A spokesman for Customs and Border Protection declined to address the reports of canceled Global Entry memberships but said that enrollees in the program, which allows approved, low-risk travelers expedited clearance into the United States when they arrive, can be kicked out for a number of reasons, including being inadmissible to the United States under immigration regulations.

Ali Vaez, a senior analyst for Iran at the International Crisis Group, a nonprofit organization, said he had learned that his membership in Global Entry was abruptly cut off on Tuesday when he received a message stating, “You do not meet program eligibility requirements.” Mr. Vaez said that although he had a green card, the sudden revocation of his Global Entry status had caused him to reconsider traveling outside the United States while such uncertainty reigned.

“I thought because permanent residents were exempted from this, it was fine, but because my Global Entry status was revoked, I have new concerns,” he said.

“I have to cancel briefings at European parliaments. I have to cancel research trips in Turkey because I’m not sure if I leave the country I’d be able to get back in,” Mr. Vaez said. “The rules and regulations are changing by the hour, by the day. There’s a huge amount of uncertainty.”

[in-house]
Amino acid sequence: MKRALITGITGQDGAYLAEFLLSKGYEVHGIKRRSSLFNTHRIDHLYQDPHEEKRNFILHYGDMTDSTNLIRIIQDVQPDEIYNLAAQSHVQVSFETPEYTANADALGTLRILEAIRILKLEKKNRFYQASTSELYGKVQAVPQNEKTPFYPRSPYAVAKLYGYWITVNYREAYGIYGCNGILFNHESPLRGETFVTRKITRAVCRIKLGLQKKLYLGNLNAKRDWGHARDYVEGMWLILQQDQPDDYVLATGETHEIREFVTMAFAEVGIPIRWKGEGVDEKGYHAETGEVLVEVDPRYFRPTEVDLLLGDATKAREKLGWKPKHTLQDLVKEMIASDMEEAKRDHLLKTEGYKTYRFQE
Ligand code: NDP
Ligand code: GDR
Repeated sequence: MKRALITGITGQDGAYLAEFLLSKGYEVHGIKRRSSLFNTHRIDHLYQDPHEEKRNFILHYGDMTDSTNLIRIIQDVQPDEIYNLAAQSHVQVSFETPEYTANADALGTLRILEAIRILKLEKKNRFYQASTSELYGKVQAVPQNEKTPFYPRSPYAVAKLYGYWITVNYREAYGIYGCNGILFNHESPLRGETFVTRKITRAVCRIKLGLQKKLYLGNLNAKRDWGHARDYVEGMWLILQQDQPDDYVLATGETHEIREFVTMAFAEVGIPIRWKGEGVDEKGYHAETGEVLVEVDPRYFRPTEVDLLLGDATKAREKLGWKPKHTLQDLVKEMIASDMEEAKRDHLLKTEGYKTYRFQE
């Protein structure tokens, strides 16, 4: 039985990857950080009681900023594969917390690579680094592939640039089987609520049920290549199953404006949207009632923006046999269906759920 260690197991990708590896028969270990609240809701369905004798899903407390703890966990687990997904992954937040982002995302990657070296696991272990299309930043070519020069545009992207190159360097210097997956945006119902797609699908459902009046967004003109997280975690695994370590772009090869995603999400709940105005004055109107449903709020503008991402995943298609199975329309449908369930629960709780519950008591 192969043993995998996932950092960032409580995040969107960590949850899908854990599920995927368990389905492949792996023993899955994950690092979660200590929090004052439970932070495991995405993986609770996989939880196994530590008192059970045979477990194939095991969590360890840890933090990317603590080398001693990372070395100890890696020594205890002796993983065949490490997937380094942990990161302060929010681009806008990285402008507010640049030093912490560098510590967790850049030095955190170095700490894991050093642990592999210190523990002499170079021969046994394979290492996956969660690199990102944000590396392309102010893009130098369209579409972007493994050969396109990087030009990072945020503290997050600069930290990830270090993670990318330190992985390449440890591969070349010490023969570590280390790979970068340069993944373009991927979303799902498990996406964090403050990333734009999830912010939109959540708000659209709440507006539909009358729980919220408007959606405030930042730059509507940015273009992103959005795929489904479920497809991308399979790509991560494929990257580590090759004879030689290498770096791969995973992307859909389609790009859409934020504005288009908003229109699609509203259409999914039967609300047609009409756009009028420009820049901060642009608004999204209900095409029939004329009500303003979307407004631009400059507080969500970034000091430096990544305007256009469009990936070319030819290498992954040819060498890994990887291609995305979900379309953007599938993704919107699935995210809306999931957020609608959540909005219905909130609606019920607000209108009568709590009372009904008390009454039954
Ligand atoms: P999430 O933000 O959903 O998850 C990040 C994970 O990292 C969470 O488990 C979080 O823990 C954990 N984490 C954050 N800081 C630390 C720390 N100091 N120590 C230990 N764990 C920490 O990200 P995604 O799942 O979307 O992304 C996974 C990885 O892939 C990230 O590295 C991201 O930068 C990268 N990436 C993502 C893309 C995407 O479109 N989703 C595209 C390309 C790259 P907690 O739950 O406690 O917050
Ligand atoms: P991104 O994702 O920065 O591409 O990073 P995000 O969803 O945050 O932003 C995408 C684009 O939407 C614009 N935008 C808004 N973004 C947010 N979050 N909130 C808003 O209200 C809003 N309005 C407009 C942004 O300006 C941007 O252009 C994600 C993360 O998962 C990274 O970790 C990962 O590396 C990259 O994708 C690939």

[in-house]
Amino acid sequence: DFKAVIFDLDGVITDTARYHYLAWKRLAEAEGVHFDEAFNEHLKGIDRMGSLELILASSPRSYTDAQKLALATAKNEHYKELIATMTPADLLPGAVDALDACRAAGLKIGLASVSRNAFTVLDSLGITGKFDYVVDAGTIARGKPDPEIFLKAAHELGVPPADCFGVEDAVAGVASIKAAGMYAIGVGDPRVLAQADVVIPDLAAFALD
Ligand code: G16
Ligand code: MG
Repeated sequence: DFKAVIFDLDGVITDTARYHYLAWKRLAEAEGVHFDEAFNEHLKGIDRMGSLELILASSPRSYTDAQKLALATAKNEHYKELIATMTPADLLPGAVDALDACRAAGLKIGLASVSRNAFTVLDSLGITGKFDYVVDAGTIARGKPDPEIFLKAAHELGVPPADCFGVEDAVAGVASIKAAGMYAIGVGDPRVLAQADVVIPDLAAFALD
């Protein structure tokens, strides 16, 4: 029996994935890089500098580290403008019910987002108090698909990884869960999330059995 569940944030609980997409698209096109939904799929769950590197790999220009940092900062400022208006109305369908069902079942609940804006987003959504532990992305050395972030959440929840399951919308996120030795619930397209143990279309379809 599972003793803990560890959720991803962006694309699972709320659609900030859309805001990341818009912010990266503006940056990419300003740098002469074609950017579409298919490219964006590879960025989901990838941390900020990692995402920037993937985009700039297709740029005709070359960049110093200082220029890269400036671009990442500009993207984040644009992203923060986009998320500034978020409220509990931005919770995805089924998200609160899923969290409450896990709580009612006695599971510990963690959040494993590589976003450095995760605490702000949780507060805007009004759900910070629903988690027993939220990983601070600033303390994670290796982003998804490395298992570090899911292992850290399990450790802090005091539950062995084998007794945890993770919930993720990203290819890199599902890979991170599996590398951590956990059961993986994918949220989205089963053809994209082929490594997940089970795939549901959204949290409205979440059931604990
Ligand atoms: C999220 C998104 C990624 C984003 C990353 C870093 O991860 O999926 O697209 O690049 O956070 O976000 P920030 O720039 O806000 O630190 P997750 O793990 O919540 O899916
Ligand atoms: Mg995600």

“I have my life here,” he added, noting that he has a wife and a house in Washington. “I just can’t risk it.”

Mr. Vaez noted that his green card had been granted under the national-interest provision of immigration law. Not only did he pass the screening for the Trusted Traveler Network, he has been allowed inside the Pentagon and even the White House Situation Room as part of his work.

“What has not been vetted properly is not people like me, it’s this new executive order,” he said. “That’s really the problem.”

For more information, go to:  www.beverlyhillsimmigrationlaw.com